My favourite piece of dialogue from Avatar: the Last Airbender goes like this:
Sokka: I’m sorry. I treated you like a girl, when I should have treated you like a warrior.
Suki: I am a warrior. But I’m a girl, too.
The only female Avenger in the Avengers movie is the Black Widow – a tough assassin who can more than take care of herself. She’s deadly and clever. Her emotions are the sharpest weapon in her arsenal. In the movie we see her, twice, use her “feminine” weakness as a weapon against men who underrate and discount her for it. It allows her past barriers the more physically powerful superheroes couldn’t have crossed.
There’s the suggestion in the movie (and, I think, overt confirmation in the comics) that she lets her enemies rape her, because it brings them close enough to be killed. She lets people trespass on her – lets them all the way past her defences – and they die for it. Her martial arts skills are extraordinary, but her greatest threat lies in being a weak, defenceless woman.
In the movie, Loki, the master of getting inside other people’s heads, attacks her with the truth about her blood-drenched past. She allows him to think he’s gotten to her, and as he pushes the point venomously home, he inadvertently gives part of his plan away. All emotion drops away from the Widow and she calls through to the team to let them know what she’s found out.
The scene is excellent, because we’re viewing her as Loki does, so the moment when she drops the pretence comes as a shock and makes her seem entirely kick-ass. What I love more, though, is that later we see how her emotions were disturbed by everything Loki said. Her emotions aren’t just an act. She lets her enemies in close enough to actually hurt her, to get what she wants from them.
I like it because it’s great characterisation – but also because it means her “feminine” emotions aren’t just a weapon in her arsenal, they’re still an integral part of who she is. She is a kick-ass heroine – and she’s a woman.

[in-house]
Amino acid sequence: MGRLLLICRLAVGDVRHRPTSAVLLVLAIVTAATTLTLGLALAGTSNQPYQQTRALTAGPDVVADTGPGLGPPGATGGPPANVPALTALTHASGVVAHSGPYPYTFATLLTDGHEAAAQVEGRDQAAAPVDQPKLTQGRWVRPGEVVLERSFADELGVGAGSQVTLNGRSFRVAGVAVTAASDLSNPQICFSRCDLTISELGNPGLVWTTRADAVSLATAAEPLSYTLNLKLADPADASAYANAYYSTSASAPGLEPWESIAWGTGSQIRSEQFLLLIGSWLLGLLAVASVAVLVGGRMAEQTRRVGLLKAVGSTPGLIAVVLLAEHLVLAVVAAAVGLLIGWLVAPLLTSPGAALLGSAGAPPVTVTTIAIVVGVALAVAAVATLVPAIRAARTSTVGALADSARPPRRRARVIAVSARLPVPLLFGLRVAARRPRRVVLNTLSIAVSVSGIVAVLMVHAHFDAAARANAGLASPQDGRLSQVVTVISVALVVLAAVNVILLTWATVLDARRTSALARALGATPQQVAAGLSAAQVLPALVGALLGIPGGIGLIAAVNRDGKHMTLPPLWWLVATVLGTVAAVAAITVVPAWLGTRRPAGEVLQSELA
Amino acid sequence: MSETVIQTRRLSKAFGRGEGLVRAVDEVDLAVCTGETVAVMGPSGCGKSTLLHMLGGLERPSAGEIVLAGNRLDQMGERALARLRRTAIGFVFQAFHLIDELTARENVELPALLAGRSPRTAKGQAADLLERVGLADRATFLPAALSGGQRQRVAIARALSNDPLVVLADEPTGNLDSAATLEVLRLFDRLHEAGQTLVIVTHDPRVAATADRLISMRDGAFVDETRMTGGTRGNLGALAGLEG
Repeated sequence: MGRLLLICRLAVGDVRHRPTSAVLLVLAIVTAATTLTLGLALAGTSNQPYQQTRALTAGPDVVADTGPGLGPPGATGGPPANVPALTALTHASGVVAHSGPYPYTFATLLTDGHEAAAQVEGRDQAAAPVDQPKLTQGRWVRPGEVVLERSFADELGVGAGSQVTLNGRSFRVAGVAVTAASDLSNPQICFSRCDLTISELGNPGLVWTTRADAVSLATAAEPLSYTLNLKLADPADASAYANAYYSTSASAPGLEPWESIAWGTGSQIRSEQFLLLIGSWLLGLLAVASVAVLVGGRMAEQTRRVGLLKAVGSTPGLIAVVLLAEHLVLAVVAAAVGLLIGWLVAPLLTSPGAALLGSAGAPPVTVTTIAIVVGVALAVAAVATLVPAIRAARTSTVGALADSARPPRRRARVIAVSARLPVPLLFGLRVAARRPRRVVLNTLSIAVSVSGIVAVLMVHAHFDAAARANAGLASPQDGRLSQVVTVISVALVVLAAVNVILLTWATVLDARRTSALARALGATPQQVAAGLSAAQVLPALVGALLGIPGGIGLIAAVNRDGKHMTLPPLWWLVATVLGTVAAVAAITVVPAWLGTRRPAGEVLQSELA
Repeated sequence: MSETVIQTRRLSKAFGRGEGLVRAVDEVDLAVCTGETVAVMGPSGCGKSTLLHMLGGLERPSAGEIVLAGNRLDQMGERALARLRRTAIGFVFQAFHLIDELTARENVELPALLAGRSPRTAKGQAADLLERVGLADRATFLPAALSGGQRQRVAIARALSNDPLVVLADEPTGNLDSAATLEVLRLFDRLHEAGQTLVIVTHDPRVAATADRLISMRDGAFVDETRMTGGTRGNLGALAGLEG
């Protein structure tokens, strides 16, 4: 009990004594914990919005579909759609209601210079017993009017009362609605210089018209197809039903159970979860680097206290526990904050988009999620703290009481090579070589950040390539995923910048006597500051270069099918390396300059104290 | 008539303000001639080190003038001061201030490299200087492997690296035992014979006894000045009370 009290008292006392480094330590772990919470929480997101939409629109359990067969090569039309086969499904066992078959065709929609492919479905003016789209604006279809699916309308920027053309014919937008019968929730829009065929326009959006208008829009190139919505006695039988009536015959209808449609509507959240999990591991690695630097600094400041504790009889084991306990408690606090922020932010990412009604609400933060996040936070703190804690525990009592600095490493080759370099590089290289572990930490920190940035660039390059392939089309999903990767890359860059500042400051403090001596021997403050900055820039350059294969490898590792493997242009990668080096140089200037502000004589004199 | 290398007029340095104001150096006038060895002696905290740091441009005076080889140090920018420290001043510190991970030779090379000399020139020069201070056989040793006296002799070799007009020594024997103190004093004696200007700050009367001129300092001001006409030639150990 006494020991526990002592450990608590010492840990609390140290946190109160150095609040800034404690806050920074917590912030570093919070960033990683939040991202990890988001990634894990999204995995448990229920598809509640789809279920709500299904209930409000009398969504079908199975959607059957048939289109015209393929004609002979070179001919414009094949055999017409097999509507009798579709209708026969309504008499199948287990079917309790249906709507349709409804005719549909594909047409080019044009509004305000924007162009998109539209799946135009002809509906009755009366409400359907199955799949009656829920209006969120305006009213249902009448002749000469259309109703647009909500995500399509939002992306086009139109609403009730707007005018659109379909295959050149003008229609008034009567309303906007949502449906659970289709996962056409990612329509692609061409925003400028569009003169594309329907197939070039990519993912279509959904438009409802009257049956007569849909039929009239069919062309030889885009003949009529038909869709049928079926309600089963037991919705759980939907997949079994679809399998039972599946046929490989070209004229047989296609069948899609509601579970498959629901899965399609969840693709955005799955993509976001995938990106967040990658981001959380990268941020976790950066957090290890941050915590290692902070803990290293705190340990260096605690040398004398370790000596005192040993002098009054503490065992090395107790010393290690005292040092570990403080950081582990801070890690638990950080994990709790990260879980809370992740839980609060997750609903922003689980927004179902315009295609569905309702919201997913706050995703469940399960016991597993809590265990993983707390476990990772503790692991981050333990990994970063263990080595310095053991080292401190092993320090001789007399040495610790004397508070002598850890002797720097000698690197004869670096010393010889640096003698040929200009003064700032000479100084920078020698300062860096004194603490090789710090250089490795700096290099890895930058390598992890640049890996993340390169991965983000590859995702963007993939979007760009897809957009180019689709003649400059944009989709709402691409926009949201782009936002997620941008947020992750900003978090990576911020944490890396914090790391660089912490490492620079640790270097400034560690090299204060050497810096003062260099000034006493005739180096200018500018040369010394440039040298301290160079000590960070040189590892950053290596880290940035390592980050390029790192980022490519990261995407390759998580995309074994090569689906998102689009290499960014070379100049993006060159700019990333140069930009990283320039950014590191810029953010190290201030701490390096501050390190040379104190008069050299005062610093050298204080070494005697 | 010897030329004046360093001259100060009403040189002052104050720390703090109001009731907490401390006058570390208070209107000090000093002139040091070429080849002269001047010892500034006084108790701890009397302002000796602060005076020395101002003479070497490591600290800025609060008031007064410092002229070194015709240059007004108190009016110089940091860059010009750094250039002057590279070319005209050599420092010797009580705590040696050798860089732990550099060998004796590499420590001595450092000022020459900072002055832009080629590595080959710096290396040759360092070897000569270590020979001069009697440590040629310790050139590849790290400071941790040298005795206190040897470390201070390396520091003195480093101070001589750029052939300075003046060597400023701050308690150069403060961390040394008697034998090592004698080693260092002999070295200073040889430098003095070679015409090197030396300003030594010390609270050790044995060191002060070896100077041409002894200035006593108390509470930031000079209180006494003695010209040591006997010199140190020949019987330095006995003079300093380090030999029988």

Catwoman in The Dark Knight Rises is another mix of “feminine” and kick-ass. The first time we see her she’s playing a downtrodden waitress to get access to Wayne Manor – a guise she throws off when Bruce catches her. Like the Widow, something falls from her and her whole physicality shifts into that of a confident, competent woman. She plays the victim, the seductress, the confidante. Any female face that will get her what she wants.
In this version of the character, Catwoman’s “feminine” qualities felt less cultivated than the Widow’s. Who she is as a woman and who she is as a fighter feed organically into each other. Her emotional relationship to the world hasn’t quite been warped into a weapon yet.
The only problem is: it puts her at risk of becoming Batman’s girlfriend.
Part of the problem, actually, is that she wasn’t Catwoman. The movie played her as a clever, tough woman making her way in the world and taking what she wants. Who occasionally dons slinky clothes while she’s working. In her article applauding Anne Hathaway’s performance Kessock writes: “Where in most of the previous iterations of their relationship there was a definitive difference between how Selina and Bruce interacted versus how Catwoman and Batman interacted, in The Dark Knight Rises the two meet and remain on an almost constant level of transparency throughout the film.”
There is no level between them, though, because Batman gets the armor of an alter-ego and a costume – but Catwoman doesn’t. She remains Selena, the woman, and vulnerable to him. She wears her hair out, not hidden inside the black caul that makes her impenetrable.
Cat put it like this: “Masculine” is a clearly defined space. Everything outside of it is “feminine”, and undefined. Catwoman inhabits that space. Her strength comes from being undefined. Batman will never be able to grasp her.
I find these two instances so interesting, because romance is concerned with strong women. Women we can look up to. Women who fight for their right to love and be powerful at the same time.
I mostly find myself writing the woman I would be if I had the guts. The kind of woman who shows affection by being bossy and high-handed. Who becomes vicious when the people she loves are threatened and whose strength other people know they can rely on.
I tend to write women who have in some way already triumphed over the things that stop women from acting out power. Women like the Black Widow and Catwoman who create their own path. Women who represent a goal, not a daily experience.
Feminist readings of the movie Brave have made me rethink the kinds of women I want to write.
The main article these thought are in reference to is ‘Just another princess movie’ – which is pretty long, and makes an obtuse point or two, but is mostly interesting reading. Loofbourow writes of the central mother-daughter relationship:
I wonder…whether any of the foregoing critics who’ve tolerantly yawned at Pixar’s latest effort could name a Disney princess besides Mulan whose mother is alive, let alone named.